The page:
People will talk of the Cornelia Street Café in 50 years. They'll tell you it was one of the last redoubts where culture and food existed in perfect harmony, and that it was the place where conversation never died. They'll speak of the owner, Robin Hirsch, as a remarkable man who defied the creeping homogenisation of the 21st century to create a place where you could eat well, drink wonderful wine and see the most astonishing variety of shows. Oh yes, and if you're lucky, you may also meet brilliant poets, thinkers, scientists, musicians and artists into the bargain. It's that kind of venue.
The food is really pretty good. No, not Michelin standard, but reasonably priced and reliable. If you don't try the coconut shrimps, you're either allergic or perverse - they are absolutely gorgeous. The wine is exceptional - a really interesting and far longer list than in many a posh establishment. The staff are a delight - chatty, funny, clever - and they seem awfully glad to serve you.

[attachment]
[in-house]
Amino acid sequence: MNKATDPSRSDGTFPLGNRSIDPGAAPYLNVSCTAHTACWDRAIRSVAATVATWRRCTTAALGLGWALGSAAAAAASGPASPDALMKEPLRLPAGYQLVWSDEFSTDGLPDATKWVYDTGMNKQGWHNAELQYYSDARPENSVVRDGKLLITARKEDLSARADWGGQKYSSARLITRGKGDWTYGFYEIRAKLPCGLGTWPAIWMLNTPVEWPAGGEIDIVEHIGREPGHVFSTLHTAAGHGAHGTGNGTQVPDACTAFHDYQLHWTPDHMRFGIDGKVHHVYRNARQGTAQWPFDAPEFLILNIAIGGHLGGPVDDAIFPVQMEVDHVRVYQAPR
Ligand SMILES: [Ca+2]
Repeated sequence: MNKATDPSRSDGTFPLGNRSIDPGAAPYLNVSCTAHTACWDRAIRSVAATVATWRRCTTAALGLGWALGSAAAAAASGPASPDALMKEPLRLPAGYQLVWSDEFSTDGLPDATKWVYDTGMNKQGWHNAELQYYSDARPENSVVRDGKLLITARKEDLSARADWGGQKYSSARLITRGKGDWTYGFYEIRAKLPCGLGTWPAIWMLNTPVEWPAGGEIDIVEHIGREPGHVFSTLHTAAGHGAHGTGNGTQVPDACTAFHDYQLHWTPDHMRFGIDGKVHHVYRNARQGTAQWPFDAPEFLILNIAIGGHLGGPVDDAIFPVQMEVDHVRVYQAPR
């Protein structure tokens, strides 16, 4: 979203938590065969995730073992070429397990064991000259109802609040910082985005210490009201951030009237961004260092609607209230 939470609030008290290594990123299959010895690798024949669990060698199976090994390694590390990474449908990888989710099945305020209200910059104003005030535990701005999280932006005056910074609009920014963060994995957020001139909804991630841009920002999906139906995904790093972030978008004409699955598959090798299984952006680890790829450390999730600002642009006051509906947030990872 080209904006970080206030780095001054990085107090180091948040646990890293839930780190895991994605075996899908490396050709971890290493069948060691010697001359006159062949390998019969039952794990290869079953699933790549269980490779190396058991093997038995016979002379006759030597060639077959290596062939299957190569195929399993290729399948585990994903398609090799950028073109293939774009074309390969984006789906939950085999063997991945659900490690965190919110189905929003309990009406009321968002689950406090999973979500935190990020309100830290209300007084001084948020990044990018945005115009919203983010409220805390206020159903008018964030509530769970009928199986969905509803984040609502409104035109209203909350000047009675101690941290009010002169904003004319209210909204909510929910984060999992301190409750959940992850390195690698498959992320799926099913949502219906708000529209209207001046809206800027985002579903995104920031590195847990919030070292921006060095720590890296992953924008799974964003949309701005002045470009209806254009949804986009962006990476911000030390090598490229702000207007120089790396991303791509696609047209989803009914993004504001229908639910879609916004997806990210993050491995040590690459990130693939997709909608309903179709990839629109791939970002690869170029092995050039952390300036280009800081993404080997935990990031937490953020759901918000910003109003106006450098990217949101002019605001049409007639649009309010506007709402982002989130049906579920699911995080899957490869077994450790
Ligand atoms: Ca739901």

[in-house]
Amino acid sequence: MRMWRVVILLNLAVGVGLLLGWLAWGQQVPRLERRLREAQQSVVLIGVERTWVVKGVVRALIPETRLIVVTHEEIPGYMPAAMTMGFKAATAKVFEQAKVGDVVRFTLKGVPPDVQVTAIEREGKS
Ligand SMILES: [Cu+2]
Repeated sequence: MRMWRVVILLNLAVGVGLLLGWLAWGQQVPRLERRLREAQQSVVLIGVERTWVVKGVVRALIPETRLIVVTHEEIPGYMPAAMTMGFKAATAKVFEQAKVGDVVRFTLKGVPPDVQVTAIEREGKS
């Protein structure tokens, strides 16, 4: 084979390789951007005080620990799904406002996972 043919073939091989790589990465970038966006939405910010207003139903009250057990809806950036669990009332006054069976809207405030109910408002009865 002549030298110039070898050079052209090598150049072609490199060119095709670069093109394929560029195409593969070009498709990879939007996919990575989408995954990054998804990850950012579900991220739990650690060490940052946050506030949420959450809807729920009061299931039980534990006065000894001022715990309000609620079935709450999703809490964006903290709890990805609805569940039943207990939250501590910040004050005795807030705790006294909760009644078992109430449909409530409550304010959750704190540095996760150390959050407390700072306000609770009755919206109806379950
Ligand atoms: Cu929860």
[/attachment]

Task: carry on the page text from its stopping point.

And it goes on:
And downstairs, in their long tunnel of a cellar/theatre/speakeasy/bar - er, performing space? - you can hear and see the most bamboozling array of events. Events is a dull word, but I don't know what else to call them, because they range from talks on science through jazz and cabaret to Romanian poetry. But all accessible to mere mortals. And 700 shows a year. Yep. 700 shows a year. And a sound system of such perfection that even this grumpy old performer was blown away.
So go go go. And don't just go to eat. Go to hang out, and imagine what New York might have been like when Kerouac was just around the corner and Lenny Bruce was giving his schtick up the road. Go to save your sanity and defy the Trumpification of New York. The world needs the Cornelia Street Café and its like.
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